Why is your favorite piece of software like an old pair of shoes?
Think about it …
Do you have one piece of software that you’ve been using for ages? It may not have all the latest bells and whistles, but you know most of the keyboard shortcuts by heart and can navigate the menus with your eyes closed.
I’ll bet you have an old favorite pair of shoes, too. They may not be the latest in footwear chic, but they’re comfortable. You can wear them all day without the fear of those new shoe slave to fashion blisters.
Do rumors of a new version of your favorite software send chills up and down your spine? Not with the anticipation of new features, but with the fear that the developer will foul up the interface and bring your operating efficiency level down to its knees?
I’ve long admitted to using older versions of software … not because I didn’t want to shell out the bucks for the new version, but because I was so completely comfortable with the old version. The software industry may have planned obsolescence at its core for quarterly earnings success, but when it gets right down to it from the users perspective, may fluctuations in share price be damned.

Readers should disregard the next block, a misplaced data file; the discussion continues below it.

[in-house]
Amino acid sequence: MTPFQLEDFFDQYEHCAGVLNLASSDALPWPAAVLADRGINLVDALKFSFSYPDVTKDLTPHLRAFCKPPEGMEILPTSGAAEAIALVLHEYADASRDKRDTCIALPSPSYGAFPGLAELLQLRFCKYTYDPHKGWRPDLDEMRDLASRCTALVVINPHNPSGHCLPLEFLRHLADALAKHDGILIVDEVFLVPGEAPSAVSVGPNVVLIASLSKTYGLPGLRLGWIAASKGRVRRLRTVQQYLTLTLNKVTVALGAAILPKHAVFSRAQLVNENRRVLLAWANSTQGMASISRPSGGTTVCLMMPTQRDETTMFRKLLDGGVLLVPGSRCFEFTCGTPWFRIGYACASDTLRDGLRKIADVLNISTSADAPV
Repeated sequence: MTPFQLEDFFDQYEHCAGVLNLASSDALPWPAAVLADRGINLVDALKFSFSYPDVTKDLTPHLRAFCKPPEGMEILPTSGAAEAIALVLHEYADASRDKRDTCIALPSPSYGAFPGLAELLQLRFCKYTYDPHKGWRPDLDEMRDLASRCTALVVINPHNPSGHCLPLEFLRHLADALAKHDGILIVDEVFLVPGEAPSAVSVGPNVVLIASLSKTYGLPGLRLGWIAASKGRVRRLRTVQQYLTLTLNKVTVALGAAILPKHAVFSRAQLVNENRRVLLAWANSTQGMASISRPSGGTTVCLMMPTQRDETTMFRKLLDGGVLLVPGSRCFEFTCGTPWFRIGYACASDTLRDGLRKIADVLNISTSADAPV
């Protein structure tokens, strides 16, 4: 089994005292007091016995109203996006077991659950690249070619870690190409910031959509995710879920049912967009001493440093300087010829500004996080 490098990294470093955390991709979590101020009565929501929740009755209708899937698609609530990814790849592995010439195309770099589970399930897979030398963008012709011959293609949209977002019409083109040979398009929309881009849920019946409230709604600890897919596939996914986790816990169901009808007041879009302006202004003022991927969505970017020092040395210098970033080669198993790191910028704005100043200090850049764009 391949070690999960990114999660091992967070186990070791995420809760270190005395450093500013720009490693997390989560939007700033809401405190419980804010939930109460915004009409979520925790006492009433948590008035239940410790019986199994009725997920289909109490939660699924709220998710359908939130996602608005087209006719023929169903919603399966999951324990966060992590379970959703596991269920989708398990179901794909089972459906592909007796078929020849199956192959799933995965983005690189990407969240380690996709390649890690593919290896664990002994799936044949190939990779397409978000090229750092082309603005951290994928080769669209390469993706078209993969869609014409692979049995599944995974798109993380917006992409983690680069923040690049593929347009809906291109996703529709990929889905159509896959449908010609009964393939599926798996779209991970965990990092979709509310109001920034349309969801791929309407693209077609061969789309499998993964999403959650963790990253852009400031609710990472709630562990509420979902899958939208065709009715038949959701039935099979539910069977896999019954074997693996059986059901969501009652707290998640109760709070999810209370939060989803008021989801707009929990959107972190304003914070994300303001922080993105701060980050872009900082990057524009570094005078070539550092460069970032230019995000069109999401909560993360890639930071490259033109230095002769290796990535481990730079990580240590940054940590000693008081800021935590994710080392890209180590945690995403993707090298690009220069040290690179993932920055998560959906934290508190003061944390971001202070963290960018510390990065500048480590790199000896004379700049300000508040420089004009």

I first developed the old software = comfortable shoes theory way back in 2000 when I was out on the road in San Francisco. In my haste to pack, I forgot to bring an extra pair of shoes. I ended up wearing the same pair of brand new Rockport boots for the entire trip. (“Hey,” I thought. “They’re Rockports … they’ll be comfortable right out of the box.”)
Not quite. By the second day, my feet were killing me. My dogs were prisoners of the Marquis de torturous shoes.
As I walked from my hotel to the Moscone Center, I tried to stay focused on the presentation I was about to give, rather than on the rapidly developing blisters on my feet. I thought about how the software training and support industry — the publishers, schools, and individual consultants — exist based upon the needs of the user base at each and every upgrade. Whether they’re providing Photoshop training or running MCSE boot camps, their success is based on getting you up to speed.
Alas, if I had remembered to bring a pair of old comfortable shoes, I wouldn’t have come up with the theory.
Fast forward to five years later.
The piece of software on which I gave that presentation? It’s not just obsolete, it’s discontinued. But I still use it, warts and all.
And those boots? They’re finally broken in.
(But if Adidas wants to send me a pair of way cool Adidas_1 computerized shoes, I’ll be sure to give ’em a workout … )